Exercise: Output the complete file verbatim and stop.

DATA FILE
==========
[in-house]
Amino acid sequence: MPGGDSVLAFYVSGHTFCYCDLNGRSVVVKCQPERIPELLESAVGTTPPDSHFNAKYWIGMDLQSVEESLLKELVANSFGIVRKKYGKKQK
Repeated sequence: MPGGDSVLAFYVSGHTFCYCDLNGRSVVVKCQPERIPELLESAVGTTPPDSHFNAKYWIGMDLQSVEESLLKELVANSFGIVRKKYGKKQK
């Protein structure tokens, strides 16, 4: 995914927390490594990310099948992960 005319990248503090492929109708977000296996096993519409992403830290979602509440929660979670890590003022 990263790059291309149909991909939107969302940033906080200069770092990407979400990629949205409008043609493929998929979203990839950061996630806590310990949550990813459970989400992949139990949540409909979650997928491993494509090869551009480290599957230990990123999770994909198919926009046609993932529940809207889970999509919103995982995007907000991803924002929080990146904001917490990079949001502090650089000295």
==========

[in-house]
Amino acid sequence: MPGGDSVLAFYVSGHTFCYCDLNGRSVVVKCQPERIPELLESAVGTTPPDSHFNAKYWIGMDLQSVEESLLKELVANSFGIVRKKYGKKQK
Repeated sequence: MPGGDSVLAFYVSGHTFCYCDLNGRSVVVKCQPERIPELLESAVGTTPPDSHFNAKYWIGMDLQSVEESLLKELVANSFGIVRKKYGKKQK
């Protein structure tokens, strides 16, 4: 995914927390490594990310099948992960 005319990248503090492929109708977000296996096993519409992403830290979602509440929660979670890590003022 990263790059291309149909991909939107969302940033906080200069770092990407979400990629949205409008043609493929998929979203990839950061996630806590310990949550990813459970989400992949139990949540409909979650997928491993494509090869551009480290599957230990990123999770994909198919926009046609993932529940809207889970999509919103995982995007907000991803924002929080990146904001917490990079949001502090650089000295």